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Sugar Cookies and a Nightmare

How My Daughter's Death Taught Me
The Meaning of Life

 

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CHAPTER SIX: DEAR MICHEL

When your dad moved his family to Minneapolis to take a new position, you decided to come down to live with us for one year in the San Francisco area. That was a great year, but it went fast. You moved to Minneapolis to join your father and family and to begin your sophomore year at school. Your choice after high school to return to California for college couldn't have made me happier. I felt you were back.

Bob wrote a wonderful poem that captures well the journey I had with you and Krissie. It was a gift to me on the Mother's Day that you were back with us in California after your father's move, and I'd like to share it with you.

To Carol
Motherhood — for you so full of meaning.
A young mother with son and daughter,
Babies to care for, husband as doctor.
So right, so "family," so American — but yet...
Departure, splitting, declaration of independence.
The perfect family no longer —
All units broken — three families sundered at once,
At least seemingly — but yet...
A single parent, a mother alone with only what counted:
Herself, her son, her daughter... love,
Slowly rebinding. Her parents to understand,
The father to realize. Michel and Kristen to grow.
Becoming perfect — but yet...
Torn apart and carried away by a wave.
Meaning shattered. Kristen. Beautiful, budding,
Kristen — lost forever. Motherhood brutalized.
Unity, peace and peacefulness, purpose lost — but yet...
Motherhood tested and understood as never before,
Love for Michel, life itself against otherwise
Suicidal confusion.
Life slowly reborn,
Kristen's spirit scented in bath's bubbles — but yet...
Michel must go too.
A mother apart, searching, regenerating
Bob, Elisabeth, hints of love, new meaning —
A rose buds; blooms — but yet...
Haunting emptiness.
His choice to be with Dad. My choice here.
But whose choice apart?
Not ours. No answers now or ever — but yet...
Minneapolis. Michel. Mom again!
Breakfasts together. Shared stories of school days.
A family of three now true, but testing —
Friends and father gone — only temporary? But yet...
Relaxing — a new family relaxing.
Ringing — Copper windchimes ringing and bringing
A new day — May 9. The first real Mother's Day
In years. Celebrate for today — and now!
I love you, Bob

You and Krissie have been my best teachers, Michel. As I said before, the example you set was the help I needed. You know well the long road through grief. Along that road, I would get stuck in the past more than you, but that was to be expected. I still knew it was the right path.

My biggest concern through all of this was your safety. Knowing how tenuous the line between life and death was, when you were off with friends, I'd worry as I never had before. It's not that you were even doing anything unusual. I tried to wrestle with the sense of doom that replaced normalcy.

This was clearly my problem and not yours. I did not want to make you a prisoner to my fear. I wanted you to have a full and loving life with freedom to explore your own dreams. I promised myself I would work on my fear, but there had to be some guidelines.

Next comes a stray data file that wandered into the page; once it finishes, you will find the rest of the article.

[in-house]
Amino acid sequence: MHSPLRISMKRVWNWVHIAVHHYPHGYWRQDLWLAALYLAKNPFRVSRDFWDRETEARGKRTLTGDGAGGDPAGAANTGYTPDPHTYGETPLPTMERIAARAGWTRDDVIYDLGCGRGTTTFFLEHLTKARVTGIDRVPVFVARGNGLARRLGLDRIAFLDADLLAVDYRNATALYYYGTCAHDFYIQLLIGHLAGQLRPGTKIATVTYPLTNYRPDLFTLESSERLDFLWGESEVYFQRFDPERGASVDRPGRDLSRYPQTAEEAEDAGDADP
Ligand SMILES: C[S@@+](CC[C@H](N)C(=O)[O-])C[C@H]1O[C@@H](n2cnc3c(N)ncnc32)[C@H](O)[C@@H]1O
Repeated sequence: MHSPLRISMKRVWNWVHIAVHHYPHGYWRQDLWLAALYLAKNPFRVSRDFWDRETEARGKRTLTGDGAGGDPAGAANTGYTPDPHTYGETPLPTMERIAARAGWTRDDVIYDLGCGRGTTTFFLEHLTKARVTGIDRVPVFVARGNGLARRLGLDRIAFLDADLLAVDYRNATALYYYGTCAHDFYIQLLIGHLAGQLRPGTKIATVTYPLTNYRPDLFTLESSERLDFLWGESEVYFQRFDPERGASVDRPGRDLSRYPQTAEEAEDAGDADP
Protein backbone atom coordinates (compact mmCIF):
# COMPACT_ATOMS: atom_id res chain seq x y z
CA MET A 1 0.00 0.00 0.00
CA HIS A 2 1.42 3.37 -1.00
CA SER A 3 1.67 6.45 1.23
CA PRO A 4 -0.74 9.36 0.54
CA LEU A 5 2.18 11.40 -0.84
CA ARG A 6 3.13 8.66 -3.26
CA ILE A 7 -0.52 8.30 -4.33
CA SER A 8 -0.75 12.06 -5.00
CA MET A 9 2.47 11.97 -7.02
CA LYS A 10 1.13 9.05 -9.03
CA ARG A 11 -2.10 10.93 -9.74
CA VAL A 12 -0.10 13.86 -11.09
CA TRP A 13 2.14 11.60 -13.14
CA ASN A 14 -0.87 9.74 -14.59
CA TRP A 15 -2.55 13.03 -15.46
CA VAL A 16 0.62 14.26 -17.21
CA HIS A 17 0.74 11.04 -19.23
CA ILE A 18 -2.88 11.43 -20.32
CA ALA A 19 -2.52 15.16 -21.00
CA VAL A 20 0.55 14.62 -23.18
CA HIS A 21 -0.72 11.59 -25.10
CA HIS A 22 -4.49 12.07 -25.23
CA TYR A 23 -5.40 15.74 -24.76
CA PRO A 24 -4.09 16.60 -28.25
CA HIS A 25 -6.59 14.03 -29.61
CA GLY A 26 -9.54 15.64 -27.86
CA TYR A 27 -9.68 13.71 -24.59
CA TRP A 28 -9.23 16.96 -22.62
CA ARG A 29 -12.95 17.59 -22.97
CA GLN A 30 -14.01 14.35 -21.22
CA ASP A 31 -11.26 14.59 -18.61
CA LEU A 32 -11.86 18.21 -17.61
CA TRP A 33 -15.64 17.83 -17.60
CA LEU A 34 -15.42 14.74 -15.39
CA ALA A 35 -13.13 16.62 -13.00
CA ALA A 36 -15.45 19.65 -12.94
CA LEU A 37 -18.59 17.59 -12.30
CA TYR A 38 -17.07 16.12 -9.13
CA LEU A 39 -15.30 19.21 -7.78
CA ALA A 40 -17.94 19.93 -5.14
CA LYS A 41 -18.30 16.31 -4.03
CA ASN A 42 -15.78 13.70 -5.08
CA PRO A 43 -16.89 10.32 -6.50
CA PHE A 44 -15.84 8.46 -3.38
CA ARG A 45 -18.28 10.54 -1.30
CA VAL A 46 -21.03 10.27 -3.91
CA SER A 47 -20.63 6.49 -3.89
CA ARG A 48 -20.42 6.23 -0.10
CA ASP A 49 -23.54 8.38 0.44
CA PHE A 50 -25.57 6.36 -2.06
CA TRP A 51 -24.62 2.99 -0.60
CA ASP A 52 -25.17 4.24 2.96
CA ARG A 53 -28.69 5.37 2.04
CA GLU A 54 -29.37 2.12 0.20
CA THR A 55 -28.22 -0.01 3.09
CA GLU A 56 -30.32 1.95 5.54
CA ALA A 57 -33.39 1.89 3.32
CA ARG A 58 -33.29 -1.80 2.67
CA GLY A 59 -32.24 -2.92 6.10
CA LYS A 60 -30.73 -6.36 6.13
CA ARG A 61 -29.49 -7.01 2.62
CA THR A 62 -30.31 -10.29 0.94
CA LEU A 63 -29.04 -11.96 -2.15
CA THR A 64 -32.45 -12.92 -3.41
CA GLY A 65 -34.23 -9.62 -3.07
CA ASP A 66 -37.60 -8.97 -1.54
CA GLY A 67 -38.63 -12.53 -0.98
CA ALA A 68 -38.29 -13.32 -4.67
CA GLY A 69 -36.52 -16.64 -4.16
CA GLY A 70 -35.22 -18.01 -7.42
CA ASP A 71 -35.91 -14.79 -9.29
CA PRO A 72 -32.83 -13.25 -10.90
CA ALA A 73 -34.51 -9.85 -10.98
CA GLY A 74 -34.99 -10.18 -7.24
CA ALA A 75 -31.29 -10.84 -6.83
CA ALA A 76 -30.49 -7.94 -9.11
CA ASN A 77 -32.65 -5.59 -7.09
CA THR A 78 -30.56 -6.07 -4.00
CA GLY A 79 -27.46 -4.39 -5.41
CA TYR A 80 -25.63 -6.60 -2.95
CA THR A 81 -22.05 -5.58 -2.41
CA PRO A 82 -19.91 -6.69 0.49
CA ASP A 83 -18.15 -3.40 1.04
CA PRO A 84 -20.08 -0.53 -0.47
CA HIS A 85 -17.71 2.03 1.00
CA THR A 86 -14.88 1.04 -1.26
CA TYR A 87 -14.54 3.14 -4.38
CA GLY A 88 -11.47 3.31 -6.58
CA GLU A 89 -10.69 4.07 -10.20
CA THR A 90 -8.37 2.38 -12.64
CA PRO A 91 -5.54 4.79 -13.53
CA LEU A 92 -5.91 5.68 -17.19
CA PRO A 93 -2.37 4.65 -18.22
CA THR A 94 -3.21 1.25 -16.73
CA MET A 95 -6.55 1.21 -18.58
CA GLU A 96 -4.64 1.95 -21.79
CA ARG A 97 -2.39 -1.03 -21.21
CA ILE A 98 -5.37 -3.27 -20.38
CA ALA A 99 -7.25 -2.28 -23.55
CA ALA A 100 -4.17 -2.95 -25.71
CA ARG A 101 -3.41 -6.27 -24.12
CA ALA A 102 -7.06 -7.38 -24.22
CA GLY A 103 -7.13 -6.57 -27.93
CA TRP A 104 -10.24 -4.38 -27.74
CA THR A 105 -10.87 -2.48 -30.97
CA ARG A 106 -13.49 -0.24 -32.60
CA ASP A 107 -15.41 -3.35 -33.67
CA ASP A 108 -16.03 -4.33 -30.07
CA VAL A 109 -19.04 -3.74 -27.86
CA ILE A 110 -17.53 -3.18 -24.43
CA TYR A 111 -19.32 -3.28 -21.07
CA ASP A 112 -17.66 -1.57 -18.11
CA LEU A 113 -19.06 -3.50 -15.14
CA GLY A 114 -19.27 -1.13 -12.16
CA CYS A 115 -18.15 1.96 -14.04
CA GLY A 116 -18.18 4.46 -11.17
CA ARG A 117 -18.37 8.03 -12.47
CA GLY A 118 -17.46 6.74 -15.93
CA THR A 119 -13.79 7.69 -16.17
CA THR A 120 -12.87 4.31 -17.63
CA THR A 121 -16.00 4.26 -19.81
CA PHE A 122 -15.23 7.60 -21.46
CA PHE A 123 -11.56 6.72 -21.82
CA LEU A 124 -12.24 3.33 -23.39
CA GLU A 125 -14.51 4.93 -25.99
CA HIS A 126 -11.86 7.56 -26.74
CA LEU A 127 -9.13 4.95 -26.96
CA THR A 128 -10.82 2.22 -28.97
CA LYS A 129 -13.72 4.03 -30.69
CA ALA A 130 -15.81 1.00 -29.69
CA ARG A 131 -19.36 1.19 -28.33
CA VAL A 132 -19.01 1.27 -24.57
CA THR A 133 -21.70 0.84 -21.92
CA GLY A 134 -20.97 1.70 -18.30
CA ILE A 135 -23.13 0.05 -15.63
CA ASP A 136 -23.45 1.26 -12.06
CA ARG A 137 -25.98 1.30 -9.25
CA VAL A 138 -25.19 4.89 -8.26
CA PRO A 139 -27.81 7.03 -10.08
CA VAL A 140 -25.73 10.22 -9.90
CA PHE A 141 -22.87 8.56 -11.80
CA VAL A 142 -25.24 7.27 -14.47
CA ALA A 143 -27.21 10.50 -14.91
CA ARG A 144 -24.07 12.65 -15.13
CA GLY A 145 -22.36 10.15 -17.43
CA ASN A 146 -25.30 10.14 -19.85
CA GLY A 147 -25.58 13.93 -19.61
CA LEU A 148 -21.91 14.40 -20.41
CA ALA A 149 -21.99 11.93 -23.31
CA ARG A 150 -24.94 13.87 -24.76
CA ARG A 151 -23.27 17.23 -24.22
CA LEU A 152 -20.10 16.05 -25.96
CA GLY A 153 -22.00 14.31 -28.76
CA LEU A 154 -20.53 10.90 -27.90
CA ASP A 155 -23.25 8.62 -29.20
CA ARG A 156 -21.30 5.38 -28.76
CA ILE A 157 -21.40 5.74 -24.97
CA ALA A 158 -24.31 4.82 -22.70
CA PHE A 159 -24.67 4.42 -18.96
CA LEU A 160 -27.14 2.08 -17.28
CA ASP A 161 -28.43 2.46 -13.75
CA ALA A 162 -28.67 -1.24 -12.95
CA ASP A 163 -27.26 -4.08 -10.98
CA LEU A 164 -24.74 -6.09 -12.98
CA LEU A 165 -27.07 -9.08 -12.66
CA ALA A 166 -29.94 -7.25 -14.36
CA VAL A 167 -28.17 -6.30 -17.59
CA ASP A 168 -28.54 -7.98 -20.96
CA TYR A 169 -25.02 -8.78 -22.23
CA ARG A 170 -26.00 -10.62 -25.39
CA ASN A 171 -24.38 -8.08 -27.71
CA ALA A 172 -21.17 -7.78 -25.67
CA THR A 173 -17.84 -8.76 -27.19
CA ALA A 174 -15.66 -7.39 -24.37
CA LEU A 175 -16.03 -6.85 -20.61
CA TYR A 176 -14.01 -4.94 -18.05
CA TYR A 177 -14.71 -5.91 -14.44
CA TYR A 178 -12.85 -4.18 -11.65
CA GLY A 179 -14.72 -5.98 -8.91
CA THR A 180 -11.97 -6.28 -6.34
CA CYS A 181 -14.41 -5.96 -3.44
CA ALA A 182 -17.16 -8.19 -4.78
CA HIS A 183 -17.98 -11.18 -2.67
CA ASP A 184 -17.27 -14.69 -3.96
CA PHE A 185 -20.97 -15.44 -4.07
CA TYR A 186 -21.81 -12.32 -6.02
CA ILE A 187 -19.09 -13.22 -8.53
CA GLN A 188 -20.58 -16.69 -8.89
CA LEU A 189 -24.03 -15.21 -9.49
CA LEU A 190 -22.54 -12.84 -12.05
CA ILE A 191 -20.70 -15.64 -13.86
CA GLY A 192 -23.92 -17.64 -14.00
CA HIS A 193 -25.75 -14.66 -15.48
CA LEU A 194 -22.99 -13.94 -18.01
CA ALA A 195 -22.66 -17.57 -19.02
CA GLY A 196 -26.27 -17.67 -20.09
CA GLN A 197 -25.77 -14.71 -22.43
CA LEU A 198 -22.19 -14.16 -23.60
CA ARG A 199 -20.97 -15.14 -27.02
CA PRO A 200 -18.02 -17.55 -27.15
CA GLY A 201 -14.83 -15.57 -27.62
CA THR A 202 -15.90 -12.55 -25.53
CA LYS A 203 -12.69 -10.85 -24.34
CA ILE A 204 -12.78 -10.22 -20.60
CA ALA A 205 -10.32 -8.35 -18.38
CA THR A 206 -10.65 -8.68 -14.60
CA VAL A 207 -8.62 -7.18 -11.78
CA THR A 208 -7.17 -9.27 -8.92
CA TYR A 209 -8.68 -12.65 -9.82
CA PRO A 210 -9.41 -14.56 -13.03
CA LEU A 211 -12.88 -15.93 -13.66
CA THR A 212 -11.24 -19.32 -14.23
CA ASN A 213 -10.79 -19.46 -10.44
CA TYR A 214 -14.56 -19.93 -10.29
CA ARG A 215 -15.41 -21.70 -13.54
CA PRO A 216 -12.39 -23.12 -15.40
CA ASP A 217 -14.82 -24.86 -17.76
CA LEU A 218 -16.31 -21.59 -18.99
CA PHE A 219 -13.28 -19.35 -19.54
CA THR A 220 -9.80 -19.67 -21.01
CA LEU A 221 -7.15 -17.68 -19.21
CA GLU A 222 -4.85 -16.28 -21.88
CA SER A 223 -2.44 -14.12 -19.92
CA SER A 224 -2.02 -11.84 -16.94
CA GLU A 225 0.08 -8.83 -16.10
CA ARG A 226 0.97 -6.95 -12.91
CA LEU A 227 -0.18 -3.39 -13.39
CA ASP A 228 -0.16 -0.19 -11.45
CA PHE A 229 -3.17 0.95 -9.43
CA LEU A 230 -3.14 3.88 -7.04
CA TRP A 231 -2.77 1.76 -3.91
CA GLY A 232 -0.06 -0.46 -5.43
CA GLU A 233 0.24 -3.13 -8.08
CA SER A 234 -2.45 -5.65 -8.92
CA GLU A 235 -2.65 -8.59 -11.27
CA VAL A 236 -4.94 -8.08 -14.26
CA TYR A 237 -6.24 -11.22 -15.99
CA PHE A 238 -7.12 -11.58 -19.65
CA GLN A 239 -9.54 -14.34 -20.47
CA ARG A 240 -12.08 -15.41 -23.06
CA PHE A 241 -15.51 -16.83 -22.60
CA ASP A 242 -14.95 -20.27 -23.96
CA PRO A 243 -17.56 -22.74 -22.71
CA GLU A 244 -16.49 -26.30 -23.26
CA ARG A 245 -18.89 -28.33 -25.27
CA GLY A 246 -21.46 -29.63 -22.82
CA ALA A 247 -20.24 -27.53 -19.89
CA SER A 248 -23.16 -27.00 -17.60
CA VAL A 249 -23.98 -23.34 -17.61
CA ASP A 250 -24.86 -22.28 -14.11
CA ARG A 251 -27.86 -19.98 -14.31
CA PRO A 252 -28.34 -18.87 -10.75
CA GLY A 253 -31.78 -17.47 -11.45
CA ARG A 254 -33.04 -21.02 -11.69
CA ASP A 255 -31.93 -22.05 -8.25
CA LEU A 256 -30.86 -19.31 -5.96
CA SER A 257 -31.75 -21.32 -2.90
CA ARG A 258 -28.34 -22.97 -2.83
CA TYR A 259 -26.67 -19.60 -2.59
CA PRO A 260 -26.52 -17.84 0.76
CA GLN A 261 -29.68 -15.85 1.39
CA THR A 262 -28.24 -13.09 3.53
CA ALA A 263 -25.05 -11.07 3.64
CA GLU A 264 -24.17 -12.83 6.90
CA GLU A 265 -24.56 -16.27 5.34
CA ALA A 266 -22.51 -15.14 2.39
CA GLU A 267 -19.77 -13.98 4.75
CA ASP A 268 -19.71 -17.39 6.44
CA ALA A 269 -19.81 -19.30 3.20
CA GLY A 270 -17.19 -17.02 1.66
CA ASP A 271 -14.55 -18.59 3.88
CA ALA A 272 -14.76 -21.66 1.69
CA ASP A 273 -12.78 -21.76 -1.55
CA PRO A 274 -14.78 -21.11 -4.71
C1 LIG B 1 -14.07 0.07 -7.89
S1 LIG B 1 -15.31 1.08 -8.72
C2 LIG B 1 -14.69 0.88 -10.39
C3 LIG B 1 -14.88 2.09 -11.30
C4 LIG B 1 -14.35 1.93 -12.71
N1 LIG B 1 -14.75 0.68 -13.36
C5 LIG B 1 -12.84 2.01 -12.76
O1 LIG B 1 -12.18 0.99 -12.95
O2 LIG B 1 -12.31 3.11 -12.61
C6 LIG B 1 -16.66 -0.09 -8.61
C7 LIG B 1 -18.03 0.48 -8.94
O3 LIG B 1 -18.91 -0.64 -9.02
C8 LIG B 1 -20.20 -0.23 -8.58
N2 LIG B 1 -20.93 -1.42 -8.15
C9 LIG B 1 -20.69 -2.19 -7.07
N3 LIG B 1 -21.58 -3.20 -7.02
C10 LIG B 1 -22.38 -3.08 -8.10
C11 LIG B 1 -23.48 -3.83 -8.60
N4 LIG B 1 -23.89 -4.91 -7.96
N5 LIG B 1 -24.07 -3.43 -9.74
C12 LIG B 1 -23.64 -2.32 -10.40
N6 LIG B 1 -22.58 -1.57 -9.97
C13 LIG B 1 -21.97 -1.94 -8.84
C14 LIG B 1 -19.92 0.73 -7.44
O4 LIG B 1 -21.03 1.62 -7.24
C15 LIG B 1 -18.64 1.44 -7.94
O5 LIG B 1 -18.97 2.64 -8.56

You respected my need for you to telephone if you would be later than expected or had a change in plans. I appreciated that and believe it helped me to work through my fear faster. For the most part, I was good for about one hour. After that, I panicked, imagining ambulances, sirens, and disaster. I still have the fear, as you know, but I've come a long way. Now I think I'm back within the range of normal. Remember, it wasn't that long ago that my gift to you and Bob on your birthdays was to take you skydiving. In the spirit of adventure, we all jumped out of a plane! Bet you never thought your mom would give you that for a present. Even before then, when you went bungee jumping with friends, I was pretty relaxed. Now that I think about it, I don't believe you told me until afterward!

Well, Michel, we have made it through. It was a long, hard struggle to get to this place. Two steps forward, one step back, and in our own way we each rebuilt our lives. There are times when I go back to the sadness. I know you do, too. The consolation now is that the greatest pain is behind us. We have gone forward, and today feels a lot better than I could have imagined without Kristen.

I watched you rebuild your life, and I am so proud of you. You didn't take the easy route. You worked hard. Maybe your brush with death has made you appreciate what a gift life is. You have accomplished a lot and are helping others. You're a great friend to the people who know you well, and a great son to us. You have a big heart, and I hope you will always keep it open, for you have a lot to give. I'd say you have successfully become your own person!

The first time I realized we had come a long way happened several years after Kristen's death, when Bob and I were hiking along the Pacific coast with you and some friends. We stopped for a picnic at the beach, and you and another boy were laughing while running in the surf and tossing a Frisbee back and forth. I marveled at how good it felt to see you happy while waves crashed behind you and at times washed over your bare feet. The fear was gone, and you could enjoy being at the ocean once again.

Turning to Bob, I said, "Isn't it wonderful to see Michel so happy and comfortable playing at the ocean?" He smiled, put his arm around me, and said, "Yes, and isn't it wonderful that you're so comfortable letting him."

You're the greatest, Michel. I'm honored to be your mother.

All my love,
Mom

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